ISRO’s maiden SSLV-D1/EOS-2 mission launch today: All you need to know

The significance of SSLV is that it has the fourth stage which carries liquid propulsion-based Velocity Trimming Module to place the satellites into the intended orbit. The rocket comprises solid fuel to fire the first three stages

SSLV-D1/EOS-02 Mission
ISRO said SSLV offers low turn-around time, flexibility in accommodating multiple satellites, launch on-demand feasibility and minimal launch infrastructure requirements.

The Indian Space Research Organisation (ISRO) is on the cusp of making history as the space agency is all set to embark on its maiden SSLV mission, ferrying an earth observation satellite and a student satellite from the spaceport in Sriharikota, about 135 kms from Chennai on Sunday (August 7).

To watch the launch of the SSLV mission, ISRO has invited people to register on its website.

“The launch of the SSLV-D1/EOS-02 Mission is scheduled for Sunday, August 7, 2022, at 9:18 am (IST) from Satish Dhawan Space Centre (SDSC), Sriharikota. ISRO invites citizens to the Launch View Gallery at SDSC to witness the launch. Registration is open…,” tweeted ISRO with the link to the registration page.

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After carving a niche on successful mission launches through its trusted workhorse Polar Satellite Launch Vehicles (PSLV), Geosynchronous Launch Vehicle (GSLV), ISRO would be making its maiden launch of a Small Satellite Launch Vehicle(SSLV), which would be used to deploy satellites in the low orbit earth.

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Scientists at the ISRO have been engaged in developing small launch vehicles over the last few weeks to meet the demand for such small satellites, which weigh upto 500 kgs and can be injected into the 500 kms low earth orbit.

The SSLV is 34m tall, about 10m less than the PSLV and it has a vehicle diameter of two metres as compared to 2.8 metres of PSLV.

SSLV-D1 ISRO
Source: ISRO

SSLV has a lift-off mass of 120 tonnes while PSLV has 320 tonnes, which can carry payloads upto 1,800 kgs.

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On Sunday’s mission, SSLV would carry Earth Observation Satellite-02 and a co-passenger satellite AzaadiSAT – developed by the student team of Space Kidz India.

The countdown compared to other missions which would be 25 hours is reduced to five hours and was expected to commence on Sunday at 4.18 hours for the lift-off scheduled at 9.18 am from the first launch pad at Satish Dhawan Space Centre, Sriharikota, a PTI report said citing sources.

The significance of SSLV is that it has the fourth stage which carries liquid propulsion-based Velocity Trimming Module to place the satellites into the intended orbit. The rocket comprises solid fuel to fire the first three stages.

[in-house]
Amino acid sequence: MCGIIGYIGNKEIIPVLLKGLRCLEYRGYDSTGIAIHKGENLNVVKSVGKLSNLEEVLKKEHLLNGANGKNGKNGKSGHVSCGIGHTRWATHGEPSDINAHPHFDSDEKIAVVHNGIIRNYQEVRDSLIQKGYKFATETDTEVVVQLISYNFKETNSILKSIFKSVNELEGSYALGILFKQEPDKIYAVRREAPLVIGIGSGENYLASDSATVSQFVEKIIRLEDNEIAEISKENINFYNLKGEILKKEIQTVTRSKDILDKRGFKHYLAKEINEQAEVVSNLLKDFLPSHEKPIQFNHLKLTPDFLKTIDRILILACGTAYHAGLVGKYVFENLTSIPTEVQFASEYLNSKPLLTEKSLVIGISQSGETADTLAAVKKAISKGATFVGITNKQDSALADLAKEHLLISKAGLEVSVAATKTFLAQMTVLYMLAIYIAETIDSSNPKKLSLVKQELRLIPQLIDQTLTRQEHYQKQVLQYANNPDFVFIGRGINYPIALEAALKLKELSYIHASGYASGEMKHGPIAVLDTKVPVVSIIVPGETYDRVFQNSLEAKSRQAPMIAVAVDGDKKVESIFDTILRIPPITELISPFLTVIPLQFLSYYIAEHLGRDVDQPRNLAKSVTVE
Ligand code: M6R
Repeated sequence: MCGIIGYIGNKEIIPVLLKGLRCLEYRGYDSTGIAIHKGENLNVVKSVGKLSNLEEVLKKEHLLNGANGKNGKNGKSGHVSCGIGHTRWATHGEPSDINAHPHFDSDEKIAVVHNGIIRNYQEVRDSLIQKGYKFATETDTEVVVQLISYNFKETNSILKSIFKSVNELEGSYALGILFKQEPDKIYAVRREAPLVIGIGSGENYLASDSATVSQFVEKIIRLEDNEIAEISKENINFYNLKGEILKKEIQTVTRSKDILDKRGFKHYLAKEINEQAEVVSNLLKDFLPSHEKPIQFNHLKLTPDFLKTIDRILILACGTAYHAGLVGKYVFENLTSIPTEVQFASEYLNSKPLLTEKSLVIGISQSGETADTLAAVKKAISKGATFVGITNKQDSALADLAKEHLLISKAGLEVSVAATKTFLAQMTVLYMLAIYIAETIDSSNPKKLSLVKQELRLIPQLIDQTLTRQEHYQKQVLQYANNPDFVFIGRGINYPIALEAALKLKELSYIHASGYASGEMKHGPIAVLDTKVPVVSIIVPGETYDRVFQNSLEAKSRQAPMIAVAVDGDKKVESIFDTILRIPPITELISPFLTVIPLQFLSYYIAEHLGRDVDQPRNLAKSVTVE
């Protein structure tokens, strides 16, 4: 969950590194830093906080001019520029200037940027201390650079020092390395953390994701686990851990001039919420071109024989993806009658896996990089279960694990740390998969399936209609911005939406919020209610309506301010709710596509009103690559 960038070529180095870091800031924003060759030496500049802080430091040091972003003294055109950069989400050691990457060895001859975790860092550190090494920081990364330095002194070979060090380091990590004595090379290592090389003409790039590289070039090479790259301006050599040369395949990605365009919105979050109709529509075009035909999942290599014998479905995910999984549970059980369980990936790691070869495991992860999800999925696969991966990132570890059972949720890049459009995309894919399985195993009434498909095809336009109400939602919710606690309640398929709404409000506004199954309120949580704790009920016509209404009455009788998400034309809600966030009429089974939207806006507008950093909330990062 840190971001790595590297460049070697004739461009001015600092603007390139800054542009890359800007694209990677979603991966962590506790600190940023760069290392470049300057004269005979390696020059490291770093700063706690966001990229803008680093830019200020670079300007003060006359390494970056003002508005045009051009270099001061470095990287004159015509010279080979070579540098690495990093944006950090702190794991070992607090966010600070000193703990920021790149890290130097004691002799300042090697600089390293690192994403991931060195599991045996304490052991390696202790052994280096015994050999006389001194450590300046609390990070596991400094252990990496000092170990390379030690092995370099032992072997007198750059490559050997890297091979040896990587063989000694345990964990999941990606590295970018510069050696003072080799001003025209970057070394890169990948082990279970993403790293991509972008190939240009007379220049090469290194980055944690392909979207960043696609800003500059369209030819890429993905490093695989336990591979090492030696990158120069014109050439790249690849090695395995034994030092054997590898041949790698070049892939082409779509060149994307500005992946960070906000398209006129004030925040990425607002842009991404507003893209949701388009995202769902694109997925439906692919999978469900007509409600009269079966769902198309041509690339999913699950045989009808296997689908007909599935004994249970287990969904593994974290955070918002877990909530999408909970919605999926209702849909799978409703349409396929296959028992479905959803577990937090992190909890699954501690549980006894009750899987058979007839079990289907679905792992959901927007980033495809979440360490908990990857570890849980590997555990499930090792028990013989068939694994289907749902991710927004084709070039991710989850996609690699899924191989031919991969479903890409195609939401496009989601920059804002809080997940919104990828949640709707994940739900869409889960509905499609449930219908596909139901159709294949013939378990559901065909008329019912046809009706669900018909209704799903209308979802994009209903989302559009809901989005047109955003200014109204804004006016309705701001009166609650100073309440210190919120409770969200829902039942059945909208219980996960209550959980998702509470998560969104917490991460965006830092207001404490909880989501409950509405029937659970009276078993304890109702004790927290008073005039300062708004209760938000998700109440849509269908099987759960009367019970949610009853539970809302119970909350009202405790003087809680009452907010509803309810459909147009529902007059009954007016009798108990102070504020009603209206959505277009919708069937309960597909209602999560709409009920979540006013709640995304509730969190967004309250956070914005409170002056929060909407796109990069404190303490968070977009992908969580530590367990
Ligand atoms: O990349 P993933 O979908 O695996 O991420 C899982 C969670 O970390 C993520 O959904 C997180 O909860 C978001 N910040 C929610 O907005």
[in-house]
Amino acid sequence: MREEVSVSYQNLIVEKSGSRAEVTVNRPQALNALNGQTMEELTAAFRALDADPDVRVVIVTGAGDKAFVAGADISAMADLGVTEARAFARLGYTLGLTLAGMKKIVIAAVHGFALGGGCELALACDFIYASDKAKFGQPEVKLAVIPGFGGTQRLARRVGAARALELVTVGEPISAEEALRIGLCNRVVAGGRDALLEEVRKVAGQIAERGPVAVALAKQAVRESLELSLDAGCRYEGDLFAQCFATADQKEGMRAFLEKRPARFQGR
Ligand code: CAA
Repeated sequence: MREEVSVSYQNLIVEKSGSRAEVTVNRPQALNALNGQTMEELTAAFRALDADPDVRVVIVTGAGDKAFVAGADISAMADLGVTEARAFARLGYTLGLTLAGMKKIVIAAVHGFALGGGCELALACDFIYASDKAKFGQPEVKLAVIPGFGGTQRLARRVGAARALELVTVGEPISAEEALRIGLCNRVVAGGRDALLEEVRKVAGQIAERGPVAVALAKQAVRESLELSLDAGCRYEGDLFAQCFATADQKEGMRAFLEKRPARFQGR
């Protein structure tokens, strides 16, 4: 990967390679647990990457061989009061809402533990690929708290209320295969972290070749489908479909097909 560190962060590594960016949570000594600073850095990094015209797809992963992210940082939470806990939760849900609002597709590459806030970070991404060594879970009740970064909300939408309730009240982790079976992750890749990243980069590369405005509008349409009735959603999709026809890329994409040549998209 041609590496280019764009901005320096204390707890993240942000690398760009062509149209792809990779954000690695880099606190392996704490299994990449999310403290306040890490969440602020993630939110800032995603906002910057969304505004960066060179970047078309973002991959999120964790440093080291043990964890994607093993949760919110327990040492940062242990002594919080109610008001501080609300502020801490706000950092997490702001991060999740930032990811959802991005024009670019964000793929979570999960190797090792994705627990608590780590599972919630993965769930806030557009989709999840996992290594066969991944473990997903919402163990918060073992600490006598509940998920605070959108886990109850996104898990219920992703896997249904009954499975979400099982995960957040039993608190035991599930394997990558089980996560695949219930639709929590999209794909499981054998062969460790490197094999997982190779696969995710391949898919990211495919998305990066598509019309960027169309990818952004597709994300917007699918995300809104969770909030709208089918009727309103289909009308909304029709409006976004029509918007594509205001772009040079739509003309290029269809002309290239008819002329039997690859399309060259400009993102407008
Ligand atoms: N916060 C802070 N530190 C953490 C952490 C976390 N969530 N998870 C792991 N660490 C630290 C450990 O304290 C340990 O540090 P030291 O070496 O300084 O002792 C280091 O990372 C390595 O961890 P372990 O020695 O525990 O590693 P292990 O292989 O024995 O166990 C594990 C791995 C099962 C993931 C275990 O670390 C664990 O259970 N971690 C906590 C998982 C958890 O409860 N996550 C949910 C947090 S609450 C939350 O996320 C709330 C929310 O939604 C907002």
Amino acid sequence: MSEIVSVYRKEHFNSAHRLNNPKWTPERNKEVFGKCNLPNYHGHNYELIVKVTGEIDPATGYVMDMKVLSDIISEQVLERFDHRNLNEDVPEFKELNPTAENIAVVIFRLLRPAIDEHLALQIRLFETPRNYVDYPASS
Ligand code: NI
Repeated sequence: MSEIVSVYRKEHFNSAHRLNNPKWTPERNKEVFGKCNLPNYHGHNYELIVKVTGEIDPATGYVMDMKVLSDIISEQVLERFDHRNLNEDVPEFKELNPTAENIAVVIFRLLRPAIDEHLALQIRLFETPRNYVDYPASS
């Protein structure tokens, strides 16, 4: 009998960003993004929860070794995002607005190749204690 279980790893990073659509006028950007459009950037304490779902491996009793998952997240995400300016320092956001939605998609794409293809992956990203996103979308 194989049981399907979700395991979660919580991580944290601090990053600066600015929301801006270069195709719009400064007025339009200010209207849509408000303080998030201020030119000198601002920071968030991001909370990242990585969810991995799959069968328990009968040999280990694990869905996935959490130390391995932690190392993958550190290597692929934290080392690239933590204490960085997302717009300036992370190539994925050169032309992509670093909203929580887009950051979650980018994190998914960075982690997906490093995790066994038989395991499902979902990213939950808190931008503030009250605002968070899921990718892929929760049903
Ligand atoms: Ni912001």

The Earth Observation Satellite designed by ISRO, offers advanced optical remote sensing operating in infra-red band with high spatial resolution. It belongs to the micro-satellite series of spacecraft.

After travelling for about 13 minutes, SSLV is expected to first place the EOS-02 into the intended orbit followed by AzaadiSAT which is an eight kg Cubesat designed by the girl students from government schools across the country to mark the 75th Anniversary of Independence.

SSLV-D1 Payload
Source: ISRO

ISRO said SSLV offers low turn-around time, flexibility in accommodating multiple satellites, launch on-demand feasibility and minimal launch infrastructure requirements.

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AzaadiSAT

The AzaadiSAT carries 75 different payloads each weighing around 50 gms. Girl students from rural regions across the country were provided guidance by ISRO scientists to build these payloads which are integrated by the student team of Space Kidz India.

The ground system developed by Space Kidz India would be utilised for receiving the data from this satellite.

ISRO began launching sounding rockets in 1965 to probe the upper atmospheric regions and for space research. The first sounding rocket was launched near Thiruvananthapuram in November 1963.

EOS-02 ISRO
Source: ISRO

First launch vehicle

The space agency later in 1980 launched the country’s first Satellite Launch Vehicle-3 which can carry payloads of upto 40kgs.

In 1987, ISRO conducted the first developmental flight of Augmented Satellite Launch Vehicle (ASLV) with a payload capacity of upto 150kgs.

Later, ISRO made its first Polar Satellite Launch Vehicle in September 1993, which was unsuccessful. However, in 1994, ISRO tasted success on the first successful launch as it emerged to be a reliable and versatile trusted workhorse.

ISRO conducted the first flight of the Geosynchronous Satellite Launch Vehicle in 2001 which is the largest launch vehicle developed by India, currently under operation. The GSLV has a lift-off mass of 414.75 tonne.

(With inputs from agencies)

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